“I found him very relatable, a charismatic priest,” said Deacon Thorsen. “His homilies spoke to me. I connected with different aspects. He would invite me on occasion to CYE (Catholic Youth Expeditions).”

Deacon Thorsen served two summers on the CYE staff and completed a missionary internship.

“There was restlessness,” he said. “I felt like I was forcing the whole criminal justice thing. It didn’t seem to fit who I was. Even in the midst of that restlessness, I wasn’t thinking about priesthood. I was enjoying CYE. I saw it as an opportunity to grow in my prayer life and really take the Lord’s will seriously and let him guide me a little bit. I was trying to pave my own path and it wasn’t working.”

Growth in his prayer life led Deacon Thorsen to feel the pull to priesthood again. He entered Conception Seminary College in Missouri in the fall of 2011.

“The experiences I had in prayer were very confirming in my mind,” he said. “It gave me a lot of confidence that I was doing the right thing. It also made me rather nervous. I struggled with worry that I would never be competent enough. I was terrified of public speaking. The first couple years were quite difficult.”

The compassion of the Benedictines at Conception was helpful, he added. They were direct in giving Deacon Thorsen feedback about his strengths and areas that needed improvement.

“They did it in such a charitable way,” he said. “It was life changing. It was a great gift. The people who I met through CYE were also very supportive during this time.”

Following two years at Conception, Deacon Thorsen moved on to Mundelein Seminary, just north of Chicago. His ministry experience has included an internship at Holy Cross Parish in Kaukauna, Clinical Pastoral Education in Ann Arbor, Mich., and service at Our Lady of the Angels Mission in Chicago.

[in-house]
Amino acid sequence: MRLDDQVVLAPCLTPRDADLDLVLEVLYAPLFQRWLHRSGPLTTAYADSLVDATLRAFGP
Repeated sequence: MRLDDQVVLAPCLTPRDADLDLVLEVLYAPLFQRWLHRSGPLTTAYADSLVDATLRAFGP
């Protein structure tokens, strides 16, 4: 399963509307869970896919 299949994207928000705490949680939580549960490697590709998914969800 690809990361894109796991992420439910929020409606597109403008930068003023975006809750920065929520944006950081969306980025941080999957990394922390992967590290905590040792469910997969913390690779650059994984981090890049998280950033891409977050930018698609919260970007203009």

Last summer, Deacon Thorsen, the son of Terry and Margo Thorsen, served as a deacon at St. John and SS. Mary and Hyacinth parishes in Antigo, and, in the fall, at St. Thomas of Villanova Parish in Palatine, Ill. He has overcome his fear of public speaking to preach.

“I pray about it a lot,” he said with a laugh. “I spend some time reading, in prayer and take a look at commentaries. I look at online resources. If something sticks out to me from the readings, I let that guide the preparation process. I write out how I want to say it and make an outline.”

Deacon Thorsen’s home parish is now SS. Peter and Paul in Green Bay, where he will celebrate a Mass of Thanksgiving later in the day on July 1. He has been appointed parochial vicar at Sacred Heart and St. Bernadette parishes in Appleton, where he will serve under Fr. Don Zuleger, pastor.

Deacon Thorsen will be vested at the ordination by Fr. Tom Farrell, whom he got to know while living in the St. Pius X rectory in Appleton during his CYE missionary internship. Deacon Thorsen looks forward to the sacraments as a priest.

“The Eucharist, confessions, anointing of the sick, as a deacon you feel there is this incredible tension where you want to serve and then realize ‘I can’t do that,’” he explained.

“It’s felt like a long ways away for a long time,” he added about ordination day. “I have a lot of people to thank and there will be some opportunities to do so.”